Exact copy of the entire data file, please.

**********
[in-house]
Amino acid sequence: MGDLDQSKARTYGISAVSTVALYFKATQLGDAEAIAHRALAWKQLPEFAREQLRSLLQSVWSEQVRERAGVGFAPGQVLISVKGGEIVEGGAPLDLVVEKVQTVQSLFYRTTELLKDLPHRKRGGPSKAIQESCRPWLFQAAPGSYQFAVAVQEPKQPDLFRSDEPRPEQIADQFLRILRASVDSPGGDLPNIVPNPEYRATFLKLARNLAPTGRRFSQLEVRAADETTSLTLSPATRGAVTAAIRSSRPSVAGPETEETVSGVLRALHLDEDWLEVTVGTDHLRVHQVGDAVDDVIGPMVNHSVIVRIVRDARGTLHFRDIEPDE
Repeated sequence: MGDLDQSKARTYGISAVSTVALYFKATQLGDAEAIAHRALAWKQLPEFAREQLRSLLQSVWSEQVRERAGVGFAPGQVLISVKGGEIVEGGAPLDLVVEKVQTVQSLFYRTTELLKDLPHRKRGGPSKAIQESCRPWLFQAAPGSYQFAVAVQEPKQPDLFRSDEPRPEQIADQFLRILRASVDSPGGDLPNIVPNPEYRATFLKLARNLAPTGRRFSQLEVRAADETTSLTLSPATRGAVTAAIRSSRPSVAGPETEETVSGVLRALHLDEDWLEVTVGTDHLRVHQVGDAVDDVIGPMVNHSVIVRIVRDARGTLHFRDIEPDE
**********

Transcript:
[in-house]
Amino acid sequence: MGDLDQSKARTYGISAVSTVALYFKATQLGDAEAIAHRALAWKQLPEFAREQLRSLLQSVWSEQVRERAGVGFAPGQVLISVKGGEIVEGGAPLDLVVEKVQTVQSLFYRTTELLKDLPHRKRGGPSKAIQESCRPWLFQAAPGSYQFAVAVQEPKQPDLFRSDEPRPEQIADQFLRILRASVDSPGGDLPNIVPNPEYRATFLKLARNLAPTGRRFSQLEVRAADETTSLTLSPATRGAVTAAIRSSRPSVAGPETEETVSGVLRALHLDEDWLEVTVGTDHLRVHQVGDAVDDVIGPMVNHSVIVRIVRDARGTLHFRDIEPDE
Repeated sequence: MGDLDQSKARTYGISAVSTVALYFKATQLGDAEAIAHRALAWKQLPEFAREQLRSLLQSVWSEQVRERAGVGFAPGQVLISVKGGEIVEGGAPLDLVVEKVQTVQSLFYRTTELLKDLPHRKRGGPSKAIQESCRPWLFQAAPGSYQFAVAVQEPKQPDLFRSDEPRPEQIADQFLRILRASVDSPGGDLPNIVPNPEYRATFLKLARNLAPTGRRFSQLEVRAADETTSLTLSPATRGAVTAAIRSSRPSVAGPETEETVSGVLRALHLDEDWLEVTVGTDHLRVHQVGDAVDDVIGPMVNHSVIVRIVRDARGTLHFRDIEPDE